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Study links loss of taste, smell from COVID to genetics

Virus Outbreak France Deadened Senses
Posted at 4:12 PM, Jan 27, 2022

If you haven’t experienced it yourself, you probably know someone who lost their sense of taste or smell from COVID-19.

“This virus has receptors including the ACE-2 that it binds to. And the ACE-2 receptor is particularly found in the olfactory epithelium, which are the areas the cells in the nose, deep inside the nose where the sense of smell fibers descend down from the brain,” said Dr. Carol Yan, a Rhinologist at UC San Diego.

She has been working with patients who have a loss of taste and smell from COVID-19.

“We’ve known for many years that all viruses have the potential to cause smell loss, and it is, in particular with this virus, that we’ve seen a much higher incidence of smell and taste loss,” said Dr. Yan.

We haven’t known until recently that the loss of smell, at least in the case of COVID, might be tied to your genetics.

“We compared people who had COVID-19 who did have a loss of smell versus people who didn’t, and we found a very clear genetic association with that particular symptom,” said Janie Shelton, an epidemiologist with 23&Me.

In a recent study, the company claims it can identify the genetic trait linked to the loss of smell in COVID patients.

“When we looked across all the chromosomes in the genome, we saw one really particular region in the genome that appeared to be strongly associated with loss of smell and so that region of the genome governs the expression of enzymes in your nose that clear smells out of your nose,” Shelton said.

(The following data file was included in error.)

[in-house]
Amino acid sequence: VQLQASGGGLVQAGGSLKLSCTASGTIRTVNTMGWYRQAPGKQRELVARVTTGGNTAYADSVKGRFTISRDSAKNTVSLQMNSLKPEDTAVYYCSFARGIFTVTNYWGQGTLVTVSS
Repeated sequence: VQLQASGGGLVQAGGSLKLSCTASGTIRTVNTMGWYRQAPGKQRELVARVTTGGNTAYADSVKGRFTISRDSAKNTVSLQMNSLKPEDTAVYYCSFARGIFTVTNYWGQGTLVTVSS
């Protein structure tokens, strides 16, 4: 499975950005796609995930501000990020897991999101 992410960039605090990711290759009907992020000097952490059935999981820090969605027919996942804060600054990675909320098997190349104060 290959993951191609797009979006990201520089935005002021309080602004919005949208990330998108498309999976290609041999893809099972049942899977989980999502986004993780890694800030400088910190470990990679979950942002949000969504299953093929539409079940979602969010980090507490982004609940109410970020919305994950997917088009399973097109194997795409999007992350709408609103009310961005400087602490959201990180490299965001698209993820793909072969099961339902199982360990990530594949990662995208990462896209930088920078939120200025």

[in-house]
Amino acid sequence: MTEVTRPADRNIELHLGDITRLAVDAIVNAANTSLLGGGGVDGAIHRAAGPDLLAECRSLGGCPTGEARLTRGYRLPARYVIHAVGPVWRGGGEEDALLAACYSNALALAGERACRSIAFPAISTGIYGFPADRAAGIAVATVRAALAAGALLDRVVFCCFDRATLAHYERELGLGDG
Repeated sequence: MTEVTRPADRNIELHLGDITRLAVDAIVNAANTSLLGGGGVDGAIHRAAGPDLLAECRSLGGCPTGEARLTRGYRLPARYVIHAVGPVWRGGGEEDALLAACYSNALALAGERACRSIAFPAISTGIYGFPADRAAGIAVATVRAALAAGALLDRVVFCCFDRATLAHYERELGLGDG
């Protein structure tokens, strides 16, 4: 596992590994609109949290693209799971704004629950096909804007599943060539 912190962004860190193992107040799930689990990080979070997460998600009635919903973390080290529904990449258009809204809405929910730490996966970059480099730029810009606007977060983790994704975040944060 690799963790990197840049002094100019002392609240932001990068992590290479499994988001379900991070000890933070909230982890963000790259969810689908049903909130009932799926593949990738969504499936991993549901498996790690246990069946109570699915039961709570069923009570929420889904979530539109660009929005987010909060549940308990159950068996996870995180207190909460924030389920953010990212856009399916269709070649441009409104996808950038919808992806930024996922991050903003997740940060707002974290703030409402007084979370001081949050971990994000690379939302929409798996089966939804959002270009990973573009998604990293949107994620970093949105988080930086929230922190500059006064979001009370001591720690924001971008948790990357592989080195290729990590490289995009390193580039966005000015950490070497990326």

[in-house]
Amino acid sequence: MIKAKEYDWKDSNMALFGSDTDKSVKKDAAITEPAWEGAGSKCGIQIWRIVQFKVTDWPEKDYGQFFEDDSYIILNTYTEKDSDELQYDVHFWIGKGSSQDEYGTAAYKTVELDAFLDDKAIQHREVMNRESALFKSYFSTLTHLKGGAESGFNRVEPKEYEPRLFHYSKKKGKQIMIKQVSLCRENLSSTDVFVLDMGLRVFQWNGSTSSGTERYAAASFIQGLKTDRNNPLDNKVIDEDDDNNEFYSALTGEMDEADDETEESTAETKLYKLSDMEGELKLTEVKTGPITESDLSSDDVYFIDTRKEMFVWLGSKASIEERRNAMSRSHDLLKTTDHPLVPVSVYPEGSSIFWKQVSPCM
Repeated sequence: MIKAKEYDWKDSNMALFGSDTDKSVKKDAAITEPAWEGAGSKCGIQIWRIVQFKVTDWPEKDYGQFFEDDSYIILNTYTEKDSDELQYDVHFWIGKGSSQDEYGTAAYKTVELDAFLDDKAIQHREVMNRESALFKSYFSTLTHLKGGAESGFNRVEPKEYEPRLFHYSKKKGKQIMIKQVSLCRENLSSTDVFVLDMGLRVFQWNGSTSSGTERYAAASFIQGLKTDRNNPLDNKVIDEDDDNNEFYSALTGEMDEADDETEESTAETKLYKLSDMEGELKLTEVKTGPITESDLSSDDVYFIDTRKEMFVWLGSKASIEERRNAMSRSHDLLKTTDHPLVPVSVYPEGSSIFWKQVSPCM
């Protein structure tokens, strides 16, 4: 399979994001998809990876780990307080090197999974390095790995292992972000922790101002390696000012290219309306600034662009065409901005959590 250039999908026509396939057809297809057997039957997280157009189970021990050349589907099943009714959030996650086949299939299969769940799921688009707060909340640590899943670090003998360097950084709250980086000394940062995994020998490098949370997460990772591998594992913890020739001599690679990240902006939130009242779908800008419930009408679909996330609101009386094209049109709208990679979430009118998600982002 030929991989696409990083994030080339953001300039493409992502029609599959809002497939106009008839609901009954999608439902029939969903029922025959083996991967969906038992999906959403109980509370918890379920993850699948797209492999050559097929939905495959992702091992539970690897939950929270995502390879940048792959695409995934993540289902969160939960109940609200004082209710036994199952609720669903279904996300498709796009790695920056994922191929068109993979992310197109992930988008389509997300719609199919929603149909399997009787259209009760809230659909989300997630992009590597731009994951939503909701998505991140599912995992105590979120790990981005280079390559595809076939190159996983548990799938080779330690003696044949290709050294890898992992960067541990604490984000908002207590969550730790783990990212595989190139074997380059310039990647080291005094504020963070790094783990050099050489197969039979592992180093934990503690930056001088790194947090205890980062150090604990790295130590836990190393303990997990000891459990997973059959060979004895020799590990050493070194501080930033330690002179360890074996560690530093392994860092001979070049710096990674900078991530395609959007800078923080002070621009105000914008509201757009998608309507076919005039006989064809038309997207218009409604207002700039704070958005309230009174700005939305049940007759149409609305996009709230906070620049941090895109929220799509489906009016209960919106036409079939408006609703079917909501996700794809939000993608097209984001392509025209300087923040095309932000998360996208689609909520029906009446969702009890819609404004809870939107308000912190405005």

If you’re like me, you’re probably wondering which types of people have this trait. But Shelton says it’s not that simple.

“What we saw was that this was relevant across all the different race-ethnic groups that we had in our sample,” said Shelton.

So, anyone can have this genetic trait. They still don’t know what may cause long-term loss of smell in people.

“Those people, you know we don’t really know why they specifically haven’t recovered and whether or not there’s a genetic component to that an immuno component or something different,” said Dr. Yan.

But 23&Me is looking into that next.

“Of the people who reported COVID to us, we went back and asked them to fill out another web-based survey about whether or not they’ve had symptoms of long COVID,” said Shelton.

Hoping to uncover more answers for the people suffering from long-term symptoms.